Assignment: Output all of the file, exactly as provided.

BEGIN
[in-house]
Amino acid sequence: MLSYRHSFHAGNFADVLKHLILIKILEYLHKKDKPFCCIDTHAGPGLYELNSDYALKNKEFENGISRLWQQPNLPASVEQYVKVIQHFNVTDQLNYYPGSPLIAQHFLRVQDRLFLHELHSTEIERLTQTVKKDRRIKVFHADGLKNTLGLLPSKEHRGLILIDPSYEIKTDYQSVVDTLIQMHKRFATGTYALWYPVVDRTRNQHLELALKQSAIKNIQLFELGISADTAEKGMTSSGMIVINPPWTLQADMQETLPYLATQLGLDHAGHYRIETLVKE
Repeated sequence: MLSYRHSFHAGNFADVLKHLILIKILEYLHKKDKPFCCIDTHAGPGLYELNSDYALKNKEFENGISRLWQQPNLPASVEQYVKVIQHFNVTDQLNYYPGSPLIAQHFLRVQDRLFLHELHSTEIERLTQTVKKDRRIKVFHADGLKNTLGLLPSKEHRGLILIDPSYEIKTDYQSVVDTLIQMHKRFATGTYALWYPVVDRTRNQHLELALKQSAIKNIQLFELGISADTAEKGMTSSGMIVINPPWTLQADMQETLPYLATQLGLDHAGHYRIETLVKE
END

[in-house]
Amino acid sequence: MLSYRHSFHAGNFADVLKHLILIKILEYLHKKDKPFCCIDTHAGPGLYELNSDYALKNKEFENGISRLWQQPNLPASVEQYVKVIQHFNVTDQLNYYPGSPLIAQHFLRVQDRLFLHELHSTEIERLTQTVKKDRRIKVFHADGLKNTLGLLPSKEHRGLILIDPSYEIKTDYQSVVDTLIQMHKRFATGTYALWYPVVDRTRNQHLELALKQSAIKNIQLFELGISADTAEKGMTSSGMIVINPPWTLQADMQETLPYLATQLGLDHAGHYRIETLVKE
Repeated sequence: MLSYRHSFHAGNFADVLKHLILIKILEYLHKKDKPFCCIDTHAGPGLYELNSDYALKNKEFENGISRLWQQPNLPASVEQYVKVIQHFNVTDQLNYYPGSPLIAQHFLRVQDRLFLHELHSTEIERLTQTVKKDRRIKVFHADGLKNTLGLLPSKEHRGLILIDPSYEIKTDYQSVVDTLIQMHKRFATGTYALWYPVVDRTRNQHLELALKQSAIKNIQLFELGISADTAEKGMTSSGMIVINPPWTLQADMQETLPYLATQLGLDHAGHYRIETLVKE